Why adoption is always best

The Humane Society of the United States has just published a very troubling report titled 101 puppy mills: A sampling of problem puppy mills in the United States.  According to the introduction, the goal of the report is to inform consumers about widespread problems with puppy mills before they make an uninformed purchase that could potentially support animal cruelty. The report includes puppy mills from 22 states, but because most of the dealers sell online or to pet stores, their puppies could be available to unwary consumers in all 50 states and beyond.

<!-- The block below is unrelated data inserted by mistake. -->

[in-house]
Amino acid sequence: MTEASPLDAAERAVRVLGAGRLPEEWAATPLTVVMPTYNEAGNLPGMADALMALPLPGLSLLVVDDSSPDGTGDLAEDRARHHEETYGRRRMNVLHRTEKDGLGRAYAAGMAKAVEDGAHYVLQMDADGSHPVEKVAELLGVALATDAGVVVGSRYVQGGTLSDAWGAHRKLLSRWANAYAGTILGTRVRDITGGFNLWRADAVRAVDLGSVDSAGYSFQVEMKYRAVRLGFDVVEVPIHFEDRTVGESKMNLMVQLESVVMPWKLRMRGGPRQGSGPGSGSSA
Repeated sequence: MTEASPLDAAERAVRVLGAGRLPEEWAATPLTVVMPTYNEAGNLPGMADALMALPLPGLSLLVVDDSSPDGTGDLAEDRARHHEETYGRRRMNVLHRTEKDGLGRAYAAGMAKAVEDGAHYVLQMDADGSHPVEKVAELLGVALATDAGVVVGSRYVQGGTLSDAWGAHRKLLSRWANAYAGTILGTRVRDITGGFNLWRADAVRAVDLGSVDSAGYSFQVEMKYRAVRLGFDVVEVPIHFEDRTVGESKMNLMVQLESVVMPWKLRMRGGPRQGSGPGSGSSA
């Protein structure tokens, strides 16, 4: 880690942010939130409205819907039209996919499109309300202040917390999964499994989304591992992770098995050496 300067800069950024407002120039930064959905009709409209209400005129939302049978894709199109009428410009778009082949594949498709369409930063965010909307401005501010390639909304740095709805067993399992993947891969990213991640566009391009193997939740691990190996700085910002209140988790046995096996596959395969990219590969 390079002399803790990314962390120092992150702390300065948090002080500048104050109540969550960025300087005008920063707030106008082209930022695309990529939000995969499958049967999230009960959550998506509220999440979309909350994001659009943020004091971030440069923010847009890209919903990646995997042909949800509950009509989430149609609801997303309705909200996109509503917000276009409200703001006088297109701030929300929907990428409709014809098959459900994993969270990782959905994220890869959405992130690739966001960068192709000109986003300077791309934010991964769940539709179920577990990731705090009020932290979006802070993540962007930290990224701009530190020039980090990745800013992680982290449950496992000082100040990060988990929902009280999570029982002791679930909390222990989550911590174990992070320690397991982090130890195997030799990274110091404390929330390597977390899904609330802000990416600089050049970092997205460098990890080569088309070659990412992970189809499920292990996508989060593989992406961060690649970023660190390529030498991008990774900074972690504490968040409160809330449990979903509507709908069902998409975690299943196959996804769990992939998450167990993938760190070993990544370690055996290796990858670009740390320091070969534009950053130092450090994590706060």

I am always very concerned on the rare occasion I enter pet stores that sell animals, as I can’t help but wonder how many of the animals come from these types of commercial breeders. I have reported one of the local pet stores a number of times because of the sub-standard conditions in which the animals for sale were kept (I know that fines were levied), so I don’t have much hope for their concern about the quality and integrity of the breeders from whom they buy the animals. As stated in the report, regulation alone cannot put an end to puppy mills; they will end for good only when consumers stop buying their puppies and insist on dealing only with animal shelters, breed rescues or small responsible breeders they have met in person.  There are so many animals in shelters who need homes and who will make loving and faithful companions.

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